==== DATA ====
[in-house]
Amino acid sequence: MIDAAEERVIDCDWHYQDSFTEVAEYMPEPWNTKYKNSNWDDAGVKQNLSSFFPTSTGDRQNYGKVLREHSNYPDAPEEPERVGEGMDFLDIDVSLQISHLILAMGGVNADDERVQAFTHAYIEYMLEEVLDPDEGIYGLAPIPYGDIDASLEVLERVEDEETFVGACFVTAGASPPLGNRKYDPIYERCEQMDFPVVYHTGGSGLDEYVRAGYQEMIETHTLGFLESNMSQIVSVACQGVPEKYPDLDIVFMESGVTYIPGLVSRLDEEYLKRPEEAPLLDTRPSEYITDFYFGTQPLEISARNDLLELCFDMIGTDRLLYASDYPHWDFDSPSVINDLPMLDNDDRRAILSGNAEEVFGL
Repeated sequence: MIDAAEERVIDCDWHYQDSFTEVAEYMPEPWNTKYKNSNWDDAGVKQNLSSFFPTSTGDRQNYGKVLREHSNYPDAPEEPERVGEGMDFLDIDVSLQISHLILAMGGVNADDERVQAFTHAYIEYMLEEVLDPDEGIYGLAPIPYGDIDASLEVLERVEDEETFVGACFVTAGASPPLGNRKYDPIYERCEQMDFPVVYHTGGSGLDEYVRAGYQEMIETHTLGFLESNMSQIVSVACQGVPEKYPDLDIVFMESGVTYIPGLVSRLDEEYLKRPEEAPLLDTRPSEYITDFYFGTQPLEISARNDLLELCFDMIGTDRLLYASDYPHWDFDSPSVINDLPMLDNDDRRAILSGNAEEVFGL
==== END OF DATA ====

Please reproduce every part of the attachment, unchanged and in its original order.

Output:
[in-house]
Amino acid sequence: MIDAAEERVIDCDWHYQDSFTEVAEYMPEPWNTKYKNSNWDDAGVKQNLSSFFPTSTGDRQNYGKVLREHSNYPDAPEEPERVGEGMDFLDIDVSLQISHLILAMGGVNADDERVQAFTHAYIEYMLEEVLDPDEGIYGLAPIPYGDIDASLEVLERVEDEETFVGACFVTAGASPPLGNRKYDPIYERCEQMDFPVVYHTGGSGLDEYVRAGYQEMIETHTLGFLESNMSQIVSVACQGVPEKYPDLDIVFMESGVTYIPGLVSRLDEEYLKRPEEAPLLDTRPSEYITDFYFGTQPLEISARNDLLELCFDMIGTDRLLYASDYPHWDFDSPSVINDLPMLDNDDRRAILSGNAEEVFGL
Repeated sequence: MIDAAEERVIDCDWHYQDSFTEVAEYMPEPWNTKYKNSNWDDAGVKQNLSSFFPTSTGDRQNYGKVLREHSNYPDAPEEPERVGEGMDFLDIDVSLQISHLILAMGGVNADDERVQAFTHAYIEYMLEEVLDPDEGIYGLAPIPYGDIDASLEVLERVEDEETFVGACFVTAGASPPLGNRKYDPIYERCEQMDFPVVYHTGGSGLDEYVRAGYQEMIETHTLGFLESNMSQIVSVACQGVPEKYPDLDIVFMESGVTYIPGLVSRLDEEYLKRPEEAPLLDTRPSEYITDFYFGTQPLEISARNDLLELCFDMIGTDRLLYASDYPHWDFDSPSVINDLPMLDNDDRRAILSGNAEEVFGL